A good place to find different Linux flavors is Distro Watch. Distro Watch lists the most popular Linux distributions, gives a brief overview of each and has links for downloading. When you download a Linux distribution, you'll be downloading it as an iso file. This file will then be converted to disk.

Step Two: Write your iso file to a CD-ROM. Now that you have your iso downloaded, it's time to burn it onto a CD-ROM. If you're running Windows (and you probably are), simply pop a blank disk into your CD-ROM burner tray and boot your software package (Nero, Roxio, etc.). Select Burn Image to Disk (or similar wording) and select the .iso file you downloaded. Click Okay and the software will do the rest. Make sure you use a 700 megabyte CD-ROM blank. Iso files tend to be every bit that size.

Note: if you don't want to go through the procedure of downloading an iso file and burning it to disk, many distributions will send you (for a small charge) a Linux CD-ROM. There are even a few Linux distros which will send you a Linux disk for FREE.

Step Three: Drop your Linux disk in your CD-ROM tray and boot. Run in Live Mode. Okay, you've got your Linux disk and want to run it. The really neat thing about Linux is, it gives you the very helpful option of running directly off the disk without installing to your computer's hard drive. Simply drop your CD-ROM disc into your tray and reboot your system. If you are running Windows XP, your first boot device will be the CD-ROM drive. Your computer will read the disk and Linux will launch off the disk.

Note: If you're running Windows 98 or Windows 95, you may have to jump into your computer's BIOS and change the boot sequence so your CD-ROM is the first boot device. Take great care before you alter your computer's BIOS settings! Please consult your computer's user manual before making any BIOS changes.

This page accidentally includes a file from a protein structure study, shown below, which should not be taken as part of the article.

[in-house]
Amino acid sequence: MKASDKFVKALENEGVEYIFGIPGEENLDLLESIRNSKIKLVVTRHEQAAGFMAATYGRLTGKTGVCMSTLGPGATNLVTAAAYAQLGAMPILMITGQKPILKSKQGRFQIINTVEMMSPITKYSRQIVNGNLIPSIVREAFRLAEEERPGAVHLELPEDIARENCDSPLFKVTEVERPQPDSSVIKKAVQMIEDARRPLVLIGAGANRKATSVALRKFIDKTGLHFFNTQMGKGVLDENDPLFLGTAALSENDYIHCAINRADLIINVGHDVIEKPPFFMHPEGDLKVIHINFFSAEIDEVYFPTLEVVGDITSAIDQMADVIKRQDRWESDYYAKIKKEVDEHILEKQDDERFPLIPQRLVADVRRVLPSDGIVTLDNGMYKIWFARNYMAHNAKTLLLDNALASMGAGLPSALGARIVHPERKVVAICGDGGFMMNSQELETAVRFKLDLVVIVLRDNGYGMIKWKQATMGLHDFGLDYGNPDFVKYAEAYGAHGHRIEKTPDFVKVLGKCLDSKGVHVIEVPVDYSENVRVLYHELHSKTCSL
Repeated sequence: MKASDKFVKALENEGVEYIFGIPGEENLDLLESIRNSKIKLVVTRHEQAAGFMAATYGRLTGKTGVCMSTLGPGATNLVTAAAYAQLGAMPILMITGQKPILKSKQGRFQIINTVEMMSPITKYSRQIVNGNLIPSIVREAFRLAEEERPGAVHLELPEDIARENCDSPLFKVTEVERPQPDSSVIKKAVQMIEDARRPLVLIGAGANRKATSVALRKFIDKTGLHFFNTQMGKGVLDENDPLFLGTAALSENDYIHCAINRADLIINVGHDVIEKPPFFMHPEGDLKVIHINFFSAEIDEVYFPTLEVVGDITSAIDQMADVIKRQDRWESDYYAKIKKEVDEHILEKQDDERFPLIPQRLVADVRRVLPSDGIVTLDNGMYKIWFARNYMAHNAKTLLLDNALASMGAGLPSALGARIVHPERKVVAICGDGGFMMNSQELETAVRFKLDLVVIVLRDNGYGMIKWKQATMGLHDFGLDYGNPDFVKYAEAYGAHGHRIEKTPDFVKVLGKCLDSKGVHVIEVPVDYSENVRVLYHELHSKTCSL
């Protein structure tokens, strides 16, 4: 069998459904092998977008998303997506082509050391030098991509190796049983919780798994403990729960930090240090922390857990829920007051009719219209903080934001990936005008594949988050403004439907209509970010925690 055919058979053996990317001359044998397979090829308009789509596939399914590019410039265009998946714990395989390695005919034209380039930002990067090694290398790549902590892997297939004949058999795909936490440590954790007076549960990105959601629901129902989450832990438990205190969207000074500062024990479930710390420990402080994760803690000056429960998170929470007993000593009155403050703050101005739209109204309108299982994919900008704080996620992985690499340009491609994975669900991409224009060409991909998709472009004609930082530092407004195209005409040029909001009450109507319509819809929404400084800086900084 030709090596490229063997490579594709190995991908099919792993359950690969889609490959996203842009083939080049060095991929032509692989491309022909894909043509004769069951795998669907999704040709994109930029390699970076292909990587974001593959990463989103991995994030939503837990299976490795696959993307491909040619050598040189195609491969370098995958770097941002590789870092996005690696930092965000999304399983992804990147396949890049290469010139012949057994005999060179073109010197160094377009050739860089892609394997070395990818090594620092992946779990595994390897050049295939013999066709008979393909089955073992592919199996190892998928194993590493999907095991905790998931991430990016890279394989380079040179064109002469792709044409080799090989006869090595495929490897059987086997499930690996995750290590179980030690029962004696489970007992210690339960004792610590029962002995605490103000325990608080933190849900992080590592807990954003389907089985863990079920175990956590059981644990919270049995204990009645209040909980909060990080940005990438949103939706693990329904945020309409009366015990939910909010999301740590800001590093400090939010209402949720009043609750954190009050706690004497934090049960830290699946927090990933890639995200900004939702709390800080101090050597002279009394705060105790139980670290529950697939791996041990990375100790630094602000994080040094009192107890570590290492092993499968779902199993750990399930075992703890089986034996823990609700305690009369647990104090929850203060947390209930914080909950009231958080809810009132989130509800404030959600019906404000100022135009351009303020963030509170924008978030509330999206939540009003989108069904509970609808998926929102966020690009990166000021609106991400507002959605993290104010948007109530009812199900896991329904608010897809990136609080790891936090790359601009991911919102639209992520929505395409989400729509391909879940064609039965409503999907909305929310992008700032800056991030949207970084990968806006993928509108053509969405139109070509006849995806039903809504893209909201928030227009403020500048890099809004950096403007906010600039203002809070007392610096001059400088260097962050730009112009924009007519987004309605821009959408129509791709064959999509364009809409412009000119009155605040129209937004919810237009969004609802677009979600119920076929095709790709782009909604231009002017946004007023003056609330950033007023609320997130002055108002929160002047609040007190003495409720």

In most cases, Linux distributions will run Live mode first, right off the disk, and give you an option to install to your hard drive directly from the desktop environment. Sometimes,when you boot a Linux disk, you are presented with a menu of either installing or running in Live mode. Select Live mode and Linux will run off the disk.

Running a Live disk gives you the chance to see how your specific computer system handles each distribution. You can try out the features, test your hardware (sound card, graphics card, etc.) and all your peripherals (scanners,printers, USB drives,etc.) You can run pe-installed software right off the disk, play with the configuration of the desktop environment and tweak things to your heart's content. All the while, your Windows hard drive will not be touched!

I recommend you try as many Linux distributions as possible. get your feet wet. Run them all in Live mode and get a feel for things before you do a final installation to your computer's hard drive.


In future posts, I'll be talking about my favorite Linux distributions.

Monday, October 29, 2007

A brief history of Linux.

Linux came about through a series of happy coincidences. If you've never heard the story before, I'll give you the nutshell version.

Back in the late 1970's a computer programmer named Richard Stallman was working at MIT. He needed to get inside a software program and make a correction or two in order to solve a problem. But, the software manufacturer wouldn't allow this. They had a license that prohibited this sort of thing. That's when the inspiration for creating the Open source movement and software hit him. He decided to write his own operating system and make it freely available to anyone who wanted it.